May 26: Unknown Mortal Orchestra – Multi-Love – You know I love music with great musical intention. I love stuff that seeks for a particular sound – something different. I also love when an artist manages to do all of this while remaining relatively poppy and accessible. This album makes me want to sing along, space out, play along, and head bob, all at once! It’s not exactly rock, but there’s a backbeat and distorted guitars. It’s not exactly that all-encompassing “electronic music” label, but there’s some pretty electronic synth and effect sounds. I can’t understand most of the words, but I feel like I know them. Well done, Mortal.
May 28: Donnie Trumpet & The Social Experiment – Surf – Hip hop is ageing. Like jazz (though not as old), it’s getting harder to do something that hasn’t been done before, or hasn’t been done better already. Somehow Donnie Trumpet has pulled it off! This is a super fun mix of hip hop, jazz, funk, New Orleans, and more. Killer stuff!
June 2: Bomba Estéreo – Amanecer – It’s not often that Latin-based dancehall stuff makes it under my radar. If I’d read a description before listening, I probably would have passed without thinking twice. So glad I listened before judging. This is a fun, deadly, not boring, musical, Latin-based dancehall smoker of an album!
June 2: Florence & The Machine – How Big, How Blue, How Beautiful – Florence Welch is a serious artist who makes serious music. None of that is bad, but this new release takes some determination and the right mood to take in. It’s worth it, believe me. But this isn’t background music to play at work.
June 8: Daymé Arocena – Nueva Era Cuban music calls to me in a way that few others do. Nueva Era isn’t the stuff Ry Cooder re-popularized with Buena Vista Social Club, though. This album has a big dose of Afro-Cuban Santería, surrounded by some sweet, low down funky jazz, and topped with a sweet and mighty young voice! I hereby recommend this album to lovers of music.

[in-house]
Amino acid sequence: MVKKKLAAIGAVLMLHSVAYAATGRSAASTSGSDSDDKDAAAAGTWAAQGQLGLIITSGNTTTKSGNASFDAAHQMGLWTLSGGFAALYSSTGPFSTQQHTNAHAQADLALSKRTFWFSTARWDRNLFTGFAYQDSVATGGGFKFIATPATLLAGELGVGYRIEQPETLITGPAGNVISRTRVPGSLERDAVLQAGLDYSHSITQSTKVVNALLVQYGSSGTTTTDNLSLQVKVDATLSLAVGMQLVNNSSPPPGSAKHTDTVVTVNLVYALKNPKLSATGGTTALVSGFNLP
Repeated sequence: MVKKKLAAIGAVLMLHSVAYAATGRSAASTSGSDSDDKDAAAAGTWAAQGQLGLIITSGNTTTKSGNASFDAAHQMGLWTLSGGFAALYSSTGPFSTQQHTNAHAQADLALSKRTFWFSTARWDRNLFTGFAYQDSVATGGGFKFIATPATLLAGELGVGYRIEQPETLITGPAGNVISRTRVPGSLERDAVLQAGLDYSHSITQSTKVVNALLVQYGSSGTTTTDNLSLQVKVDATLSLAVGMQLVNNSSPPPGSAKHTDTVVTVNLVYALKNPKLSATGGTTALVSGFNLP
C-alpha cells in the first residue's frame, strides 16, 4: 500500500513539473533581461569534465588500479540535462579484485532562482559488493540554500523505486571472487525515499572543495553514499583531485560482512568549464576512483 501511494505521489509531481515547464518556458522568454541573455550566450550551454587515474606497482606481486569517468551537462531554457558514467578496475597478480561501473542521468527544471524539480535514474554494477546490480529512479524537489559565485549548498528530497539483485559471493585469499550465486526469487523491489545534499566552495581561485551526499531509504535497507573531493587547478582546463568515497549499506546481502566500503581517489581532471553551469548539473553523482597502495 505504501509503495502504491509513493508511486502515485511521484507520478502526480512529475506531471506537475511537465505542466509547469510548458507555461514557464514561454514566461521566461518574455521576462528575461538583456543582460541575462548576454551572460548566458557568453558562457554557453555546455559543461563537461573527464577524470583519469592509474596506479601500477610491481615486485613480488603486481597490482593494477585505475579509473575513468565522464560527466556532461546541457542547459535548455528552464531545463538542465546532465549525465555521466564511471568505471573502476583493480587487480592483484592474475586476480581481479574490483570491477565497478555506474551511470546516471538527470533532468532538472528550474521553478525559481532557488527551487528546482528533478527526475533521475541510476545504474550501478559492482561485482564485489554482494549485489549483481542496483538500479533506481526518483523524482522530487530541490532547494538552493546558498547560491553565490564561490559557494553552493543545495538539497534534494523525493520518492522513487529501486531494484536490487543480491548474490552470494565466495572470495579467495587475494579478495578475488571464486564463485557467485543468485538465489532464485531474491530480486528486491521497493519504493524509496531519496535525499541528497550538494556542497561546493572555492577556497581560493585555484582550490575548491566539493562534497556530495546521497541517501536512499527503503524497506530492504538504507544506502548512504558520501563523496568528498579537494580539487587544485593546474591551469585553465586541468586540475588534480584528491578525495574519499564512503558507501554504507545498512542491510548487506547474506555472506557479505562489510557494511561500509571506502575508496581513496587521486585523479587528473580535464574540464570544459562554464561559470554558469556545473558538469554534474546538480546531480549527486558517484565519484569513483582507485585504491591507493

June 21: Thundercat – The Beyond / Where The Giants Roam They’re calling this a “mini album”. Feels kind of like an EP to me, but I’ll roll with it. Thundercat sounds like Flying Lotus. This is not surprising, since they frequently collaborate. Where they differ is that TCat is the meat and bones, while Flylo is the flavourful broth. This is a cool recording, but I can’t help unfairly compare it to Flylo’s massive 2014 release, You’re Dead. Sorry Thundercat. At least you show off some killer electric bass skills and have a fun moniker.
June 30: Mocky – Key Change – This whole recording has this great almost ’60s lounge vibe that I really dig. It’s jammy, but organized. It has these catchy licks, woven into nice paddy string arrangements, with a perfectly dated touch. Maybe the type of thing you’d hear on the soundtrack to an ultramellow, cool, slick 1965 movie about a hip group, hanging out in futuristic hotel pools and lounges. Or something. Anyway, this is a totally unexpected good find. Did I mention Feist and Chilly Gonzalez are on this album? Not bad for a kid from Lumsden, SK.
July 10: Lee Bannon – Pattern Of Excel – You want soundscape? Got it! You want field recordings? Got it! You want ambient music mixed with minimal electro? Got it! You want complex layers of sound right next to simple repetitions? All yours. You want lyrics? Look elsewhere. This is a great, sophisticated, yet simple ambient/minimal instrumental album that lovers of nice noises should give a shot.
July 24: Seven Davis Jr. – Universes – Once I got over the dumb name (maybe there’s an inside meaning that I’m not getting, or maybe dude’s just a really big Sammy fan), and really started to listen to it, I really started to like this album. It’s got this cool sort of hip hop mentality, but it’s not hop hop, really. It’s more like this neat exploration into repetitive riffs, spacious vibes, and almost like rapped mantra or something. Very cool!